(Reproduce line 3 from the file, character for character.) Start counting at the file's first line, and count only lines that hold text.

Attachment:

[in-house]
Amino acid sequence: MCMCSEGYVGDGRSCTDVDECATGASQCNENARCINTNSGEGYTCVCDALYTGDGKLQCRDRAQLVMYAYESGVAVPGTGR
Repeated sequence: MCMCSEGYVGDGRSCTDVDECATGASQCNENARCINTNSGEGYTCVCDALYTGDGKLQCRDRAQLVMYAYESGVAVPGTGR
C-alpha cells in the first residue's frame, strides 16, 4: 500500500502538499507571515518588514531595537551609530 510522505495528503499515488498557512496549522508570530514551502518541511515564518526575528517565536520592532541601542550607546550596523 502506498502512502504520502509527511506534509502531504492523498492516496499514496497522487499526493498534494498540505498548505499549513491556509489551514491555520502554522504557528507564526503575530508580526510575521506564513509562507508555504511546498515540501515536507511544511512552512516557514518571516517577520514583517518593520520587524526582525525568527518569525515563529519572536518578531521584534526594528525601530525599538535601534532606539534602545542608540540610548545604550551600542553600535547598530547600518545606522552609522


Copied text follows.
Repeated sequence: MCMCSEGYVGDGRSCTDVDECATGASQCNENARCINTNSGEGYTCVCDALYTGDGKLQCRDRAQLVMYAYESGVAVPGTGR